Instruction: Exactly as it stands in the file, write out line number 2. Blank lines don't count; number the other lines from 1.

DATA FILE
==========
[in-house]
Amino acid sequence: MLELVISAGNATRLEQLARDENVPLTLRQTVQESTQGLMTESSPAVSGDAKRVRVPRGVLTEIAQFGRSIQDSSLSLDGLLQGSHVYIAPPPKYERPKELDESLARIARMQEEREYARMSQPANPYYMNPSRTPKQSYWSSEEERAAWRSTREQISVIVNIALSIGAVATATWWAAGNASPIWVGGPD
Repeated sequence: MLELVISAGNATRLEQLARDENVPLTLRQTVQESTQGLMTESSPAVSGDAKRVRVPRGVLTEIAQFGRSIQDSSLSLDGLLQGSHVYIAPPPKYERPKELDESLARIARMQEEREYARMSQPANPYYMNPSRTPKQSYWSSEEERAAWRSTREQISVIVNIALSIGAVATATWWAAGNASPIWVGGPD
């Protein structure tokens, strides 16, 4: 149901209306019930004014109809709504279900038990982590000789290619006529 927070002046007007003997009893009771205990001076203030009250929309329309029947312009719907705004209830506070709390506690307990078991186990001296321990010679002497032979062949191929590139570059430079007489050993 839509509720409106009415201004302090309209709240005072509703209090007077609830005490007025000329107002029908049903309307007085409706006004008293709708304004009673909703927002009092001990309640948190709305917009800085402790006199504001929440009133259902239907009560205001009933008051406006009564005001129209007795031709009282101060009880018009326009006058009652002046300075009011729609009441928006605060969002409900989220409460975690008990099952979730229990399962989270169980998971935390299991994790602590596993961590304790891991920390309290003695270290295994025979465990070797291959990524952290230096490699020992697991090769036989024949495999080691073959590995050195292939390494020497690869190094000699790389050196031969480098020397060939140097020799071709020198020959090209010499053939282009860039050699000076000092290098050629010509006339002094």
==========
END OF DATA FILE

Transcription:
Amino acid sequence: MLELVISAGNATRLEQLARDENVPLTLRQTVQESTQGLMTESSPAVSGDAKRVRVPRGVLTEIAQFGRSIQDSSLSLDGLLQGSHVYIAPPPKYERPKELDESLARIARMQEEREYARMSQPANPYYMNPSRTPKQSYWSSEEERAAWRSTREQISVIVNIALSIGAVATATWWAAGNASPIWVGGPD